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Who’s Your Daddy Now?


As it happens, this Rosh Hashanah week is indeed the beginning of a new year for U.S. policy in Iraq. The key moments come this week, when General David Petraeus and Ambassador Ryan Crocker testify to the Senate Foreign Relations Committee, followed by Bush’s own written report to Congress.

Petraeus’s testimony on the military situation, as opposed to Crocker’s on political reconciliation, will tilt positive. “I see tangible progress,” he might say. “Iraqi security elements are being rebuilt from the ground up. There are reasons for optimism. Momentum has gathered in recent months.” The depressing thing, and the reason a lot of people will be skeptical, is that he already did say exactly that about Iraq—three years ago.

But he can point out that political murders of civilians in Baghdad and suicide bombings have been reduced substantially, that U.S. military deaths are down, and that Muqtada al-Sadr’s militia’s new truce is helpful. And he will surely talk about the best change of all, the deus ex machina that has suddenly turned the Sunnis in Anbar province into our anti–al Qaeda allies, and whether that might plausibly be replicated elsewhere.

After Bush last week made a feint toward declaring victory and starting to pull out U.S. forces, Petraeus will undoubtedly make troop withdrawal, beginning very modestly this winter, semi-official policy. Which is not to say that partisan name-calling will end. The pace of withdrawal will continue to be argued ferociously, and Democrats will, quite rightly, let no one forget whose mess Iraq is. Disagreement—between Democrats and Republicans, among Democratic presidential candidates—will be exaggerated for political effect.

Yet there is in fact on Iraq a rough bipartisan consensus that dare not speak its name, thanks both to the imperatives of election-year politics and to the fact that the realistic options are so horribly limited. Just four of the seventeen presidential candidates are in favor of immediate and total withdrawal, and only one wants to increase troop levels—which more or less reflects the split of national sentiment. And the Democratic leadership is softening on its demand for a fixed troop-withdrawal deadline in order to forge a compromise bill that could attract enough Republican votes to form a filibuster-proof supermajority.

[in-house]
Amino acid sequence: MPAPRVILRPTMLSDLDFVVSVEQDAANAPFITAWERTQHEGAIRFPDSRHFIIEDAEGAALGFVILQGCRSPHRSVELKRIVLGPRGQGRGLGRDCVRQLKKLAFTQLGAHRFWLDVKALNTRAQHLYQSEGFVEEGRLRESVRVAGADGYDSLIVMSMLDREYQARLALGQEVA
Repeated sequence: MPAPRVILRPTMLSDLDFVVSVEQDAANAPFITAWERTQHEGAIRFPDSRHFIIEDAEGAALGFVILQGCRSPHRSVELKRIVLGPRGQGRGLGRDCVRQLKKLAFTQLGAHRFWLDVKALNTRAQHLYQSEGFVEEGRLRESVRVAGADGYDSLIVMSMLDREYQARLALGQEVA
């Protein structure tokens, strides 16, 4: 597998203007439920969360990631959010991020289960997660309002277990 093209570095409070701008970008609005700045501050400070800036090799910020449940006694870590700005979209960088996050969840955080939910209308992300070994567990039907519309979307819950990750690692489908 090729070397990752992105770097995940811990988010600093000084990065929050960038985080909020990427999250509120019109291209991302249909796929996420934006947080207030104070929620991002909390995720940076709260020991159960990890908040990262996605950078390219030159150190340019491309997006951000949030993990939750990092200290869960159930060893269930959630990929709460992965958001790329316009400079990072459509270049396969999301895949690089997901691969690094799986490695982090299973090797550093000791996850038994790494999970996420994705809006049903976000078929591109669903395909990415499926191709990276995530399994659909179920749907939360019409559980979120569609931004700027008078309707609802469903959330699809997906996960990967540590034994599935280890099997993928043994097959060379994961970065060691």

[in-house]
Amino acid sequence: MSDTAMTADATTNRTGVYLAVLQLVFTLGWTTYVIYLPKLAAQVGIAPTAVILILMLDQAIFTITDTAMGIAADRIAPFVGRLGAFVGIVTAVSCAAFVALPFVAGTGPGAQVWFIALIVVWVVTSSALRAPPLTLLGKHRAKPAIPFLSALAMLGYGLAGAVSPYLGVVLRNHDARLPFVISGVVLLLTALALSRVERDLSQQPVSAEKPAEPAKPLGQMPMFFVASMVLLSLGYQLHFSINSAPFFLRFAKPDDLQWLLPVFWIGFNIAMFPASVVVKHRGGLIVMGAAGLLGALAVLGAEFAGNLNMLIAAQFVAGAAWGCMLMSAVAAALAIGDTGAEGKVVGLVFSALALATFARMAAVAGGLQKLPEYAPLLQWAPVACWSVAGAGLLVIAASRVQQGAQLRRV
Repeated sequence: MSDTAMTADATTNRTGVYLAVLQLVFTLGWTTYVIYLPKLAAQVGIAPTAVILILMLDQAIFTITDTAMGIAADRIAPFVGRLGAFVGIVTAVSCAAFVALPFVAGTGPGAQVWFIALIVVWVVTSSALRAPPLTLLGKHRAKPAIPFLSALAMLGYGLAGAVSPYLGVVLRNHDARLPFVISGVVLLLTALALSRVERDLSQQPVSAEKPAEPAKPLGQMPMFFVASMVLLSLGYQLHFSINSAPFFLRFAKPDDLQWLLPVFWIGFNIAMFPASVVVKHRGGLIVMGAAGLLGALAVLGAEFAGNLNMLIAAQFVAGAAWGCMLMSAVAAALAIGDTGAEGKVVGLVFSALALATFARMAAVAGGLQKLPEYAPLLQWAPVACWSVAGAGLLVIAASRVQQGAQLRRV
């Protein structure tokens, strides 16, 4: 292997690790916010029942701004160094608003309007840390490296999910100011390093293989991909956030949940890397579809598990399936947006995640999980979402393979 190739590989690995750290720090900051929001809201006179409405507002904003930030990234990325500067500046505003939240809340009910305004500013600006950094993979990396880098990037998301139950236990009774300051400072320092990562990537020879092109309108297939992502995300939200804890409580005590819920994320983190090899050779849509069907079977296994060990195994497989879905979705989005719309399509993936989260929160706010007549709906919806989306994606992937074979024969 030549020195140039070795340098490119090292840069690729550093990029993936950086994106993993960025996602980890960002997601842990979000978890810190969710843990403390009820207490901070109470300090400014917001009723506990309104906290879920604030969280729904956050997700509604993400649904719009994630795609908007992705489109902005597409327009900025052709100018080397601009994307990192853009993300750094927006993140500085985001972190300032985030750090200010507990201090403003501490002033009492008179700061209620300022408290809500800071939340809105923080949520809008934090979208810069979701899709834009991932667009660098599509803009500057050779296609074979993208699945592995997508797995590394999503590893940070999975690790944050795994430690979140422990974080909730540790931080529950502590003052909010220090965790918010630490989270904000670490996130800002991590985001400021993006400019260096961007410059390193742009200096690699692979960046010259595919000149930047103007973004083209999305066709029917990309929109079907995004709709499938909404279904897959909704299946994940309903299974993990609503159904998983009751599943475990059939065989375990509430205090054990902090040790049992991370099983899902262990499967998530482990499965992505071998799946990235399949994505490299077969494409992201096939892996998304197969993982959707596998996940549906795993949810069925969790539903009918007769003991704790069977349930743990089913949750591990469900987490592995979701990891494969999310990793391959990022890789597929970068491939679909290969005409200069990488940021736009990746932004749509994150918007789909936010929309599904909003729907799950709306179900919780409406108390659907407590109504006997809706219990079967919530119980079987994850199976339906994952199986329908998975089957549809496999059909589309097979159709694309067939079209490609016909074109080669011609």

One of the bipartisan schemes being bruited would turn the Iraq Study Group’s plan into law. Fine, as far as it goes, but that document is now nine months old. Our leaders would do well to update it with the findings and recommendations in two new, bracingly smart, clear-eyed reports by Anthony Cordesman, the military and geopolitical strategy éminence grise, based on his two-week trip to Iraq in July. In the first, “The Tenuous Case for Strategic Patience in Iraq,” he says that because the occupation was so terribly handled, we still have “a moral and ethical” obligation to the Iraqi people. And simply as a logistical task, he estimates, the withdrawal of U.S. troops and matériel will easily take a year, maybe longer. And in “America’s Last Chance in Iraq,” published last week, Cordesman says that because “the odds of any form of enduring success are even at best…the Bush Administration…needs to present a credible ‘Plan B’…for the contingency where Iraq’s leaders do not move forward.”

President Bush, Cordesman writes, must stop “exaggerating progress and understating risks, relying on rhetoric and empty slogans.” In other words, it’s time for our tragic cheerleader-in-chief, a president allergic to pessimism or doubt, to suck it up and soberly admit that this glass really is half empty, and isn’t going to fill up no matter how hard we wish and hope. That’s what grown-ups—daddies, mommies, all of us—do.



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